As part of the Durga Puja celebrations in the city, Joyadrita, who specialises in Bengali cuisine has collaborated with Novotel Chennai for a food festival called An Evening in Kolkata. The home chef has curated a diverse selection of vegetarian and non-vegetarian street food, appetisers, main courses and desserts.
“One of the specialties of Bengali cuisine is the influence of both East and West Bengal food. East Bengal cuisine is generally spicy, whereas dishes from West Bengal have a lot of jaggery and sugar in them. But we make sure that sweet and spicy flavours are perfectly blended in our food. The exquisite identity of Bengali food is gained from adding panch phoron (meaning five spices). It is a spice blend commonly used in Eastern India and Bangladesh and consists of cumin, brown mustard, fenugreek, nigella and fennel. Panch phoron is generally used to temper/season the food,” says Joyadrita.
The home chef informs us that Durga Puja celebrations are incomplete without a vast spread of authentic Bengali dishes. “Unlike other cultures, we prepare non-vegetarian dishes during the festival. Apart from the bhog platter comprising of khichuri, bhaja, chutney and payesh or rice kheer, I have curated Kolkata street food specials and biryanis. Our Durga Puja is incomplete without biryanis — the dinner buffet will have different types of biryanis each day. Potato is an indispensable ingredient in any Kolkata biryani — potatoes give a nice texture and flavour to the dish. The street food specials include phuchka, jhalmuri, papdi chat and kathi rolls. A few signature dishes from Bengal that would be served at the festival include mangsher chop (mutton croquettes), kumro phuler bora (pumpkin flower fritters), bhaja moong dal shobji diye (moong dal with seasonal vegetables), prawn fritters, Kolkata chicken cutlets, dhone patar bora and more.”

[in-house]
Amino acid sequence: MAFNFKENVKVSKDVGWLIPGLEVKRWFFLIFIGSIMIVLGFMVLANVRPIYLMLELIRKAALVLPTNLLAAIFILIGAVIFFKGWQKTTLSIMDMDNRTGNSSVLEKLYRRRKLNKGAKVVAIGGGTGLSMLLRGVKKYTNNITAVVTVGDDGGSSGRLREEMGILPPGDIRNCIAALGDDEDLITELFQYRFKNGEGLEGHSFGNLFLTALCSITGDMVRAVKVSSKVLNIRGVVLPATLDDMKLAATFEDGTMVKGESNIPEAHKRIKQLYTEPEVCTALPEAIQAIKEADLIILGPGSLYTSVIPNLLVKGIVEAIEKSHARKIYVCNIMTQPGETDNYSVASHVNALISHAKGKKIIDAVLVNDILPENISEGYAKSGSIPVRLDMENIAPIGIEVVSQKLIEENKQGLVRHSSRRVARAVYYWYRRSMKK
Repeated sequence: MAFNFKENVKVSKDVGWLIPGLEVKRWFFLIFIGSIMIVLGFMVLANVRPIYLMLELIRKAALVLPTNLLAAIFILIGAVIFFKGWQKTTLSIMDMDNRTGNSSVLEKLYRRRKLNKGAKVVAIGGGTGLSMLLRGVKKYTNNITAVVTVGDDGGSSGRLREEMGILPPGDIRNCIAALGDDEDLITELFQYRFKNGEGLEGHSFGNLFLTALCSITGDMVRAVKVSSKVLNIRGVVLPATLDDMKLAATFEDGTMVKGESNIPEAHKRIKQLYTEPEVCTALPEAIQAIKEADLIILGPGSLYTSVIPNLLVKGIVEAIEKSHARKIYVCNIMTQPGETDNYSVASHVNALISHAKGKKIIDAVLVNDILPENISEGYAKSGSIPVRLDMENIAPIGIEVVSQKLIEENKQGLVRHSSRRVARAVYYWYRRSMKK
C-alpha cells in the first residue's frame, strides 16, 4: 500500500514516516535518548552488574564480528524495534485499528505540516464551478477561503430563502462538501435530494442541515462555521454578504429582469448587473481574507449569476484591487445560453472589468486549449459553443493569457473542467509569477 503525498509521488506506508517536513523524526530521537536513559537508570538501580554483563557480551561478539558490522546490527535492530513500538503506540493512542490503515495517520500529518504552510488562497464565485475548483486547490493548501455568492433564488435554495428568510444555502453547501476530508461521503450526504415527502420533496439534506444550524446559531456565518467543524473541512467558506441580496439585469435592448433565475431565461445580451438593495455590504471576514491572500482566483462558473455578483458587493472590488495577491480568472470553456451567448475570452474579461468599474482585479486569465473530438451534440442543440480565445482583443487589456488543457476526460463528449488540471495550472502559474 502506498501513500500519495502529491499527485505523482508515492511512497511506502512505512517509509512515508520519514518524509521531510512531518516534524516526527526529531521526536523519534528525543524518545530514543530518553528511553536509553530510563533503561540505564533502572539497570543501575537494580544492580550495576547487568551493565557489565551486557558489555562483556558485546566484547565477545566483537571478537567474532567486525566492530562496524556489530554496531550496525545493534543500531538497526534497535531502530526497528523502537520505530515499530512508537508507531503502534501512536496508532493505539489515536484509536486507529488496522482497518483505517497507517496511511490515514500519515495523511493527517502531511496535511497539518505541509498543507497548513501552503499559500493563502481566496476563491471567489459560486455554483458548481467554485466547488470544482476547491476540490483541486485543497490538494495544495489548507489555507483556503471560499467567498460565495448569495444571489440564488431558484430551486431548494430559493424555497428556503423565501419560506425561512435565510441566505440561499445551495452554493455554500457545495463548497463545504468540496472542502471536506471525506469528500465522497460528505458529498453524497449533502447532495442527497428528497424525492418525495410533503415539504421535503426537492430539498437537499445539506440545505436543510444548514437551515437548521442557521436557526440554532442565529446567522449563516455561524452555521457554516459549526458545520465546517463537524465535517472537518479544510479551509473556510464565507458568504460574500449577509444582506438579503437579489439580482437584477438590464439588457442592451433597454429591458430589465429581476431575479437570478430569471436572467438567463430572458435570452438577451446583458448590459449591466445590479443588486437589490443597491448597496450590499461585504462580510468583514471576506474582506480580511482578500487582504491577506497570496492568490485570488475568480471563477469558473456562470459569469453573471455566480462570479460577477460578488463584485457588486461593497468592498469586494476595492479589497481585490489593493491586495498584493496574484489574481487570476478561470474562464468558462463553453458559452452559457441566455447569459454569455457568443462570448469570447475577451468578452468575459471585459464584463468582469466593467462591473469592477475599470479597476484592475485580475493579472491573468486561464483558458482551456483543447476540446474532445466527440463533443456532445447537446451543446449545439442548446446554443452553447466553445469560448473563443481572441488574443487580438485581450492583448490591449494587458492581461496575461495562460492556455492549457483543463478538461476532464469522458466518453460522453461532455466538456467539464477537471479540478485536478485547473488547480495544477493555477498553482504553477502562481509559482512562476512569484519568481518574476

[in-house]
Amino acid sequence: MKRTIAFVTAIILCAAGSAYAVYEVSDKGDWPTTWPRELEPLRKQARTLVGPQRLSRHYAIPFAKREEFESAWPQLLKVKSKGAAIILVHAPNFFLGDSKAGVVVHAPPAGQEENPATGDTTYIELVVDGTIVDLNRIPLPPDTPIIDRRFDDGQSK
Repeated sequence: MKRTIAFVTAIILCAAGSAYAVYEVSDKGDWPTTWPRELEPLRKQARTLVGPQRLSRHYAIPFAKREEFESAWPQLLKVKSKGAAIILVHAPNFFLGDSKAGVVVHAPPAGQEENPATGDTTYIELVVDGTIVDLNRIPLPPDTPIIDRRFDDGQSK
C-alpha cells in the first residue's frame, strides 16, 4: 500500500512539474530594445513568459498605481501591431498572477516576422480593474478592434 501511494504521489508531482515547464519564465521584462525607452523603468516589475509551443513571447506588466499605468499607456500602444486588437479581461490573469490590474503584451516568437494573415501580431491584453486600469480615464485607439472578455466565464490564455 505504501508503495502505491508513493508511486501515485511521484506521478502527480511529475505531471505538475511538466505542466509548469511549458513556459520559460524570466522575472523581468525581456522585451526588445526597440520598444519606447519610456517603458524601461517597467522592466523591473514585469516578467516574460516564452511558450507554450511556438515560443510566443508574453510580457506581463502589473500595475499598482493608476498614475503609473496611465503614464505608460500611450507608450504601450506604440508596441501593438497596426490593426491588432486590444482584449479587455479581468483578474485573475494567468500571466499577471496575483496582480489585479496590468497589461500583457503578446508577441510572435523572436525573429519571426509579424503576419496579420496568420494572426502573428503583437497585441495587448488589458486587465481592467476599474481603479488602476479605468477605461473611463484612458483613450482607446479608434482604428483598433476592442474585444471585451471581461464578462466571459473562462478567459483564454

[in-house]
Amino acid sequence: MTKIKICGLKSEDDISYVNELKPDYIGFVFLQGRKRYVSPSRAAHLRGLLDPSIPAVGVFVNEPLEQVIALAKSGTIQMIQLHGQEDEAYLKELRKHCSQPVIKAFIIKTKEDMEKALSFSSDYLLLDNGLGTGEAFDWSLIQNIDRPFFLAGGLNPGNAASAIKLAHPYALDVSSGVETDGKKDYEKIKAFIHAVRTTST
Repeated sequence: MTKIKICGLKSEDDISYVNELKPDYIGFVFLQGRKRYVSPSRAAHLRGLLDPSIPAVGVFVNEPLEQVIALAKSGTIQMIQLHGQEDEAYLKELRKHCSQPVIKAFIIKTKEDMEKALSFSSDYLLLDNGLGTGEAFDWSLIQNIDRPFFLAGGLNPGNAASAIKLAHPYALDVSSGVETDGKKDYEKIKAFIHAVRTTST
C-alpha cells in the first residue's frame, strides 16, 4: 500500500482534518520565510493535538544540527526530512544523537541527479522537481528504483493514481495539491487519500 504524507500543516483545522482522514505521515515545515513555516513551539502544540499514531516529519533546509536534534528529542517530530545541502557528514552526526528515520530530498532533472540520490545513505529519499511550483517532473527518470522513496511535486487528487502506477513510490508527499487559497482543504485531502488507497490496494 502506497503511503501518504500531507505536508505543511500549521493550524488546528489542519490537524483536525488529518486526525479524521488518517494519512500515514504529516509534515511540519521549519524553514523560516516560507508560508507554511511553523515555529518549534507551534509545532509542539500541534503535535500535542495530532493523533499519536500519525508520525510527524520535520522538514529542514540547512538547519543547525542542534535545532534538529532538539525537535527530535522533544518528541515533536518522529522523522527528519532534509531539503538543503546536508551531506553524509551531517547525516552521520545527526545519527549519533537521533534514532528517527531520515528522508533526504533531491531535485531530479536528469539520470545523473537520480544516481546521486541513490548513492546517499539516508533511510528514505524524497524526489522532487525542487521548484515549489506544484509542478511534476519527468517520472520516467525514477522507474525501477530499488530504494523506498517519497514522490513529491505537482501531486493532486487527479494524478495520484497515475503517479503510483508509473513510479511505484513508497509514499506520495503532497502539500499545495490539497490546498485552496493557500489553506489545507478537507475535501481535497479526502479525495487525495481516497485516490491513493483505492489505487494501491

Joyadrita, who was working as a communication skills trainer, serves Bengali food through her home venture Food of Joy - Flavours of Bengal. “On Ashtami, also known as Durgashtami, that is celebrated on October 13, we prepare a bhog platter beside the regular menu. Devotees of Goddess Durga worship her and observe a day-long fast and they break the fast with bhog. Another specialty of Bengali cuisine is that we don’t add garlic or onion in any of the vegetarian dishes,” she shares.
The food festival is open for dinner until October 16 and for a special Sunday brunch on October 17 at Food Exchange, Novotel Chennai Chamiers Road.